In 2011 Portugal began the so-called "year of the Troika" (EU, IMF and ECB budget cuts and economic restructuring), with the level of debt among the Portuguese people reaching staggering ... See full summary »
Guilherme and Sofia, brother and sister, grow up sharing experiences and slowly discovering their sexuality. The thing that Sofia doesn't know is how far Guilherme will go to keep her inside his own perverse, dark and perfect circle.
Joana de Verona
Story of the 1974 coup that overthrew the right-wing Portuguese dictatorship--which continued the fascist policies of long-time dictator Antonio Salazar--and of two young army captains who were involved in it.
Maria de Medeiros
Maria de Medeiros,
Joaquim de Almeida
At the end of the nineteenth century, two inexperienced Portuguese colonizers, with a vague intention of civilizing the colonies, disembark in a remote part of the Congo River in order to ... See full summary »
A woman takes her young son, leaves her husband and moves in with her lover. The boy, desperate to get his parents back together, becomes convinced that if only he can get his father's ... See full summary »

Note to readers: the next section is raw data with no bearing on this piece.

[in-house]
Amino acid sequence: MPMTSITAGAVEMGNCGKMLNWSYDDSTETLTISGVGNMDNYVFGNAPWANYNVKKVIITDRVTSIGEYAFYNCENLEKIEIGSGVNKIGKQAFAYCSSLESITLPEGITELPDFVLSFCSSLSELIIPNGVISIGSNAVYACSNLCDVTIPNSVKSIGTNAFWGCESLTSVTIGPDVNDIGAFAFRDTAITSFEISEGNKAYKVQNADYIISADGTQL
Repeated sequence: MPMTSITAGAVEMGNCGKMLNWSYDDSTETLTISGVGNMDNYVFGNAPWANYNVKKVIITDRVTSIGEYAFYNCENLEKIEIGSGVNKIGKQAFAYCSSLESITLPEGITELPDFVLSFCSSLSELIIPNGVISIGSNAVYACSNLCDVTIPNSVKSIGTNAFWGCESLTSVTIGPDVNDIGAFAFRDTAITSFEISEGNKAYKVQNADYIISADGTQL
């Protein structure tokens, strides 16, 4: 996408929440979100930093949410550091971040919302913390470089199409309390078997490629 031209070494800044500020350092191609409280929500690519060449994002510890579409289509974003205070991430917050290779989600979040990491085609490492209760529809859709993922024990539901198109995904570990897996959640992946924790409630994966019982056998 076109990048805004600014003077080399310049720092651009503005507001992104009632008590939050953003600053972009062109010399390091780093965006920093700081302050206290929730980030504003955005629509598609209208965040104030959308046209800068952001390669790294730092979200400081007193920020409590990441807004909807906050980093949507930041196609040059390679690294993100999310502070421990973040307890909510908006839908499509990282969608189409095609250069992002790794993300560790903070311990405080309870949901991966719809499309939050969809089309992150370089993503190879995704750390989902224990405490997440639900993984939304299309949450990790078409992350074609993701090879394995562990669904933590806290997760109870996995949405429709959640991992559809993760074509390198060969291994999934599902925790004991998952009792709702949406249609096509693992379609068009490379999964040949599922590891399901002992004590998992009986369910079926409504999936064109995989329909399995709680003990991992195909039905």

The film score is composed by Bernardo Sassetti, married to Beatriz Batarda, who plays the female lead role. See more »
For at least three times, Mario is shown traveling on the train. He is supposed to be traveling from Cacem towards Lisbon (which is further supported by him being shown entering the Lisbon subway system), but the landscaped that can be seen outside the window train belongs to a trip from Cacem towards Sintra (the opposite direction). See more »
Maybe Portuguese movie of the decade (and even more though...)
This movie by Marco Martins is the portrait of two characters played by Nuno Lopes and Beatriz Batarda (best Portuguese actress ever) whose child disappeared, Alice. Watching "Alice" isn't watching one of the more award-winning Portuguese author movies, that keep saying nothing about Portuguese culture or society. "Alice" is truly a masterpiece. Not of directing, but the film as a whole is an impressive piece of art. The score played by Bernardo Sasseti is surely one of the best we've ever listened to, not just in Portuguese cinema but in others too. The music fully transmits the father's loss, and on the other half the cinematography, with the blue tone of color during the entire picture, haunts us with Alice's presence, beside she never appears in the entire picture, but she's the reason the movie happens. The movie is about hope, and absolutely about it's loss, because we fight so many in time to achieve something that sometimes we get tired and quit on the edge. "Alice" quits
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